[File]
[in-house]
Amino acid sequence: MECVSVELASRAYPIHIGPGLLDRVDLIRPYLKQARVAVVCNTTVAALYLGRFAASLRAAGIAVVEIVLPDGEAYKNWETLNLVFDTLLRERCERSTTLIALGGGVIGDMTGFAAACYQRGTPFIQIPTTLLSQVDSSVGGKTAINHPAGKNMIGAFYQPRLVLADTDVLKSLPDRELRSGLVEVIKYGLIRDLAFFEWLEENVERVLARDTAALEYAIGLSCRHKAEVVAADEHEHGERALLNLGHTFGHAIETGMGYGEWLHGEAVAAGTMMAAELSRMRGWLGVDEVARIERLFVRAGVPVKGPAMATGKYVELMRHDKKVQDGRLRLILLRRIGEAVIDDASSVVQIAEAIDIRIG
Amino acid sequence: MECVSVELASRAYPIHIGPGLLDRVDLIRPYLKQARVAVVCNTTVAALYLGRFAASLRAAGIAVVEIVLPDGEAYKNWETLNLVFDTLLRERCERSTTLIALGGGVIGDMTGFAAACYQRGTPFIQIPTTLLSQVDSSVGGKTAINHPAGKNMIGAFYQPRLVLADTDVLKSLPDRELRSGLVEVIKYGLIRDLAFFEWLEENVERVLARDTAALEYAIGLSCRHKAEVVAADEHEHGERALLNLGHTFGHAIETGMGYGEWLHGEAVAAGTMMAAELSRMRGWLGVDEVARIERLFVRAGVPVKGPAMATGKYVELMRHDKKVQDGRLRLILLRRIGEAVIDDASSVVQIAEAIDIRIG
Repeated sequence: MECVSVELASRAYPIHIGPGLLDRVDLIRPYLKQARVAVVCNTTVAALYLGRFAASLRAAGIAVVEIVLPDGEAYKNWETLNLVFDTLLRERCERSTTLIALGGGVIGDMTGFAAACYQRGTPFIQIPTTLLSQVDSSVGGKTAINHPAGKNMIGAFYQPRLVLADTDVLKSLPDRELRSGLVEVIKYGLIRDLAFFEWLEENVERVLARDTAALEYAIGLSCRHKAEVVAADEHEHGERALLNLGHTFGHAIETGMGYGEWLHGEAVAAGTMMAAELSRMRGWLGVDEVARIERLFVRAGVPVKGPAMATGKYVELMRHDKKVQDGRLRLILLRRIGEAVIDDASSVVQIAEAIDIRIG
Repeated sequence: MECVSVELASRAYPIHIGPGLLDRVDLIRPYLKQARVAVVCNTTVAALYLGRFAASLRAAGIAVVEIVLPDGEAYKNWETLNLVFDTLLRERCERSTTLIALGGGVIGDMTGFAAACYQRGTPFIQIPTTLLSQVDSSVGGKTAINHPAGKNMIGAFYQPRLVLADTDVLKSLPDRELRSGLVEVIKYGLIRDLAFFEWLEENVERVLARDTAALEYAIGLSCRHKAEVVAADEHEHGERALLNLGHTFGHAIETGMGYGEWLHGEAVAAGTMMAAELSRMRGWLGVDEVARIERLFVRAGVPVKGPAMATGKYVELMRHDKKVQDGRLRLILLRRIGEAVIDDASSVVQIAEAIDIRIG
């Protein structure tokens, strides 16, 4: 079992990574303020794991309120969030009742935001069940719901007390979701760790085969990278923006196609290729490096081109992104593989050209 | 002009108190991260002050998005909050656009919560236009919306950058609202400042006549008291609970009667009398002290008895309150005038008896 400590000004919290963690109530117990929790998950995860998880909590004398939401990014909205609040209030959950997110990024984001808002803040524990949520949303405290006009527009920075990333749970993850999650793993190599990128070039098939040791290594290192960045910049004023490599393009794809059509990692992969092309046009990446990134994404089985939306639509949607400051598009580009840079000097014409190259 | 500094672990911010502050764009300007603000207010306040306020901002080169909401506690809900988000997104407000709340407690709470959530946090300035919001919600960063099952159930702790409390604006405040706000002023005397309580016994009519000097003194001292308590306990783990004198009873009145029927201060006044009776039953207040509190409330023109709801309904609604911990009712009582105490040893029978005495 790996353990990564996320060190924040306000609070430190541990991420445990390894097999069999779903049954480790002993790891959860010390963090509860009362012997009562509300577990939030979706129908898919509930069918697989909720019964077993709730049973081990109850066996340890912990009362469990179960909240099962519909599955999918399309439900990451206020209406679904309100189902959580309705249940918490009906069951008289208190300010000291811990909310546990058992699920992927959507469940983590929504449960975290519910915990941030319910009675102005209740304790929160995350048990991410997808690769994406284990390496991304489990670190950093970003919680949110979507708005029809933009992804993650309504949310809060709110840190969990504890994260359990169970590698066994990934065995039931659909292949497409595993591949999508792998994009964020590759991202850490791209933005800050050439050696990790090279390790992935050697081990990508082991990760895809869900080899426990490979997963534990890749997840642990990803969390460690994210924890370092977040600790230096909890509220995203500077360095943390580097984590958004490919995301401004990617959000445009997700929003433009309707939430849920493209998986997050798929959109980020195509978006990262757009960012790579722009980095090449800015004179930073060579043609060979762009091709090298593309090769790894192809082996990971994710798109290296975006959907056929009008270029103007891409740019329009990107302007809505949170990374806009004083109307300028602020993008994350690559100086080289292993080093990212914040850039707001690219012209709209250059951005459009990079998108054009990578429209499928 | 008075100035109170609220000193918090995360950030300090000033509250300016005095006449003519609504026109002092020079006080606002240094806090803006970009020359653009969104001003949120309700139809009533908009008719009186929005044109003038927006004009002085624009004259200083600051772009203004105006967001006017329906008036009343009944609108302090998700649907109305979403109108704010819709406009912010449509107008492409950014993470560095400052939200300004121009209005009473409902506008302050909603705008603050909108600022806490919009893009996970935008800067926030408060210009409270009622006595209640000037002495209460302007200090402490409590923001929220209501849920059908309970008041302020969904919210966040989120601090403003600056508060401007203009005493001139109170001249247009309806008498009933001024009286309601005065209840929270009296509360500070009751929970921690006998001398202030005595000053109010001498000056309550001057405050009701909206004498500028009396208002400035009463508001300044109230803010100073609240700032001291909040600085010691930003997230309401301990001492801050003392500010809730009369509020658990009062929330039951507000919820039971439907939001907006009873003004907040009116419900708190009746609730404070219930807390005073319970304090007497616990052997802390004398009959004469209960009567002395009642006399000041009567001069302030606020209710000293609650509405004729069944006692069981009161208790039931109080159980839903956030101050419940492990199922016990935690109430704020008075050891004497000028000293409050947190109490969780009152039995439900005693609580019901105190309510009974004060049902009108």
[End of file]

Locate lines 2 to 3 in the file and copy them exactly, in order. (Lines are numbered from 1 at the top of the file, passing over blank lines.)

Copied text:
Amino acid sequence: MECVSVELASRAYPIHIGPGLLDRVDLIRPYLKQARVAVVCNTTVAALYLGRFAASLRAAGIAVVEIVLPDGEAYKNWETLNLVFDTLLRERCERSTTLIALGGGVIGDMTGFAAACYQRGTPFIQIPTTLLSQVDSSVGGKTAINHPAGKNMIGAFYQPRLVLADTDVLKSLPDRELRSGLVEVIKYGLIRDLAFFEWLEENVERVLARDTAALEYAIGLSCRHKAEVVAADEHEHGERALLNLGHTFGHAIETGMGYGEWLHGEAVAAGTMMAAELSRMRGWLGVDEVARIERLFVRAGVPVKGPAMATGKYVELMRHDKKVQDGRLRLILLRRIGEAVIDDASSVVQIAEAIDIRIG
Amino acid sequence: MECVSVELASRAYPIHIGPGLLDRVDLIRPYLKQARVAVVCNTTVAALYLGRFAASLRAAGIAVVEIVLPDGEAYKNWETLNLVFDTLLRERCERSTTLIALGGGVIGDMTGFAAACYQRGTPFIQIPTTLLSQVDSSVGGKTAINHPAGKNMIGAFYQPRLVLADTDVLKSLPDRELRSGLVEVIKYGLIRDLAFFEWLEENVERVLARDTAALEYAIGLSCRHKAEVVAADEHEHGERALLNLGHTFGHAIETGMGYGEWLHGEAVAAGTMMAAELSRMRGWLGVDEVARIERLFVRAGVPVKGPAMATGKYVELMRHDKKVQDGRLRLILLRRIGEAVIDDASSVVQIAEAIDIRIG